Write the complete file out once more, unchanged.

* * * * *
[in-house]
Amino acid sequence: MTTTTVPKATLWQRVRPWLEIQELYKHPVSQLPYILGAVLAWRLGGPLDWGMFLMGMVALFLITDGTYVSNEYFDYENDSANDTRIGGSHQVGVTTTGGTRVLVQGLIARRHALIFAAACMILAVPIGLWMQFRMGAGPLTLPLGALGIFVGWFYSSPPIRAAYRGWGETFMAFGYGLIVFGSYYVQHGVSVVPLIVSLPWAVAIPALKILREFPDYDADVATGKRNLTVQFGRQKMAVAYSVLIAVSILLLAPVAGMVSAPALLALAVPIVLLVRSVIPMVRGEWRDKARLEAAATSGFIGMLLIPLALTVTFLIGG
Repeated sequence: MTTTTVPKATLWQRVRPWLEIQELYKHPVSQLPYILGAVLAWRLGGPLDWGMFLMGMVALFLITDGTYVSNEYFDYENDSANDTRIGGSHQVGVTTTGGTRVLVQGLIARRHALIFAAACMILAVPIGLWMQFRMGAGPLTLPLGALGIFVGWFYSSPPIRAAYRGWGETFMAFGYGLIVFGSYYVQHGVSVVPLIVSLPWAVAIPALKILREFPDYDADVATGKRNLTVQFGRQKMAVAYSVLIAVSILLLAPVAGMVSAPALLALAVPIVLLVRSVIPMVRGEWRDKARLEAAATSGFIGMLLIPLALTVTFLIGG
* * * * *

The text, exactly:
[in-house]
Amino acid sequence: MTTTTVPKATLWQRVRPWLEIQELYKHPVSQLPYILGAVLAWRLGGPLDWGMFLMGMVALFLITDGTYVSNEYFDYENDSANDTRIGGSHQVGVTTTGGTRVLVQGLIARRHALIFAAACMILAVPIGLWMQFRMGAGPLTLPLGALGIFVGWFYSSPPIRAAYRGWGETFMAFGYGLIVFGSYYVQHGVSVVPLIVSLPWAVAIPALKILREFPDYDADVATGKRNLTVQFGRQKMAVAYSVLIAVSILLLAPVAGMVSAPALLALAVPIVLLVRSVIPMVRGEWRDKARLEAAATSGFIGMLLIPLALTVTFLIGG
Repeated sequence: MTTTTVPKATLWQRVRPWLEIQELYKHPVSQLPYILGAVLAWRLGGPLDWGMFLMGMVALFLITDGTYVSNEYFDYENDSANDTRIGGSHQVGVTTTGGTRVLVQGLIARRHALIFAAACMILAVPIGLWMQFRMGAGPLTLPLGALGIFVGWFYSSPPIRAAYRGWGETFMAFGYGLIVFGSYYVQHGVSVVPLIVSLPWAVAIPALKILREFPDYDADVATGKRNLTVQFGRQKMAVAYSVLIAVSILLLAPVAGMVSAPALLALAVPIVLLVRSVIPMVRGEWRDKARLEAAATSGFIGMLLIPLALTVTFLIGG